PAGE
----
SINGAPORE (Oct 22): Recently, Sandoz, the generics division of Novartis, settled a patent lawsuit with AbbVie over Humira, a so-called biologic drug that treats rheumatoid arthritis and just so happens to be the biggest money-maker in all of pharma. With 2017 sales of US$18.4 billion ($25.3 billion), Humira accounts for an astonishing 65% of AbbVie’s revenue.

The settlement will enable Sandoz to bring a generic version — called a biosimilar — to the US market at the beginning of 2023, while paying AbbVie a royalty. This mirrored similar settlements with Mylan, Amgen and Samsung Bioepis Co that will allow all of them to sell generic Humira at staggered dates in 2023. (A fifth company, Boehringer Ingelheim, is continuing to litigate over the Humira patents.)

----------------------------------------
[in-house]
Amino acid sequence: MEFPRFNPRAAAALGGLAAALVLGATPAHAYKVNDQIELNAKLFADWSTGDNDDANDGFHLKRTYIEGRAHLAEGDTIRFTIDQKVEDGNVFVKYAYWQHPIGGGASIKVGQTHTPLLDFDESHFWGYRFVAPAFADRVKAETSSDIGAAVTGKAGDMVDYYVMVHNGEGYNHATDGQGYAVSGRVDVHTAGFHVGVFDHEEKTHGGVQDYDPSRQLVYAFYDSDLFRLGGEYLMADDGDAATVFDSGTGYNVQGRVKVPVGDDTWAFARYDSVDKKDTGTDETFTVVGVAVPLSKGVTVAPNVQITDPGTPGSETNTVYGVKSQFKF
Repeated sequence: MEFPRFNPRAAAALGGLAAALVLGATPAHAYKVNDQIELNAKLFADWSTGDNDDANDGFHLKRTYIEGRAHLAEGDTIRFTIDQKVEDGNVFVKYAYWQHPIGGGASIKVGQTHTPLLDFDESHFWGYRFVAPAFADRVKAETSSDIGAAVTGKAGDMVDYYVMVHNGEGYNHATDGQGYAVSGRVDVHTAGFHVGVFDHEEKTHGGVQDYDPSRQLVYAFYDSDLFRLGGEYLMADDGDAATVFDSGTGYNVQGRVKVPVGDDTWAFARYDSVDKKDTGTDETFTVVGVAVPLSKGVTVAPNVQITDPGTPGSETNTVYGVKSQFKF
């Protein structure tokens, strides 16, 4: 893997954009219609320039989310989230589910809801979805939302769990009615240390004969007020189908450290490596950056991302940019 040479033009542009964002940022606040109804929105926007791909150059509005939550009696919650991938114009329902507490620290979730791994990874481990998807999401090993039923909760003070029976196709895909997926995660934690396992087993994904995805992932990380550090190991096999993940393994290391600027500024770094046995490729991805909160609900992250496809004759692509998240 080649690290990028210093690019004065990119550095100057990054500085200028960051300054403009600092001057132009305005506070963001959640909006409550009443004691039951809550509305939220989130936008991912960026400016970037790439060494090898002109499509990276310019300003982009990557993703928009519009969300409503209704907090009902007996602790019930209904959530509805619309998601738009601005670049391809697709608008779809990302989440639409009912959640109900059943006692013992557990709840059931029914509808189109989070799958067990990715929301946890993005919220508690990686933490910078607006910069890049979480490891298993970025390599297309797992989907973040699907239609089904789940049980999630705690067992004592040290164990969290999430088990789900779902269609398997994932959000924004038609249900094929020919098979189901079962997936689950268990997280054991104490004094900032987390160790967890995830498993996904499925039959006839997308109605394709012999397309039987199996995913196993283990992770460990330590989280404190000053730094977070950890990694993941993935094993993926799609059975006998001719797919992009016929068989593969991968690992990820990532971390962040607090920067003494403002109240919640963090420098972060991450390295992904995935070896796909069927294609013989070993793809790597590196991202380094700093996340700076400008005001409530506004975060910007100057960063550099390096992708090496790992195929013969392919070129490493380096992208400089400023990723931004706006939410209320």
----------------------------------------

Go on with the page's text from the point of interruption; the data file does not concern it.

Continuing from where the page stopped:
On the one hand, I suppose that US patients and insurance companies should be grateful that relief from Humira’s exorbitant US$60,000 annual cost is just five years away. After all, although the original patent for the drug expired in 2016, the company has more recent patents on the drug — over 100, in fact — some of which are good until 2034. On the other hand, a look across the Atlantic Ocean should make US insurers stew with frustration. Why? Because Amgen and Novartis will begin selling their biosimilars in Europe the week of Oct 15. Even before the advent of generic Humira, the cost of the drug was much lower than in the US, ranging between US$10,000 and US$25,000 a year. The biosimilars are expected to cut that price by between 10% and 25%, according to The Wall Street Journal. The UK’s National Health System is expected to save about US$200 million a year by 2021, says WSJ.

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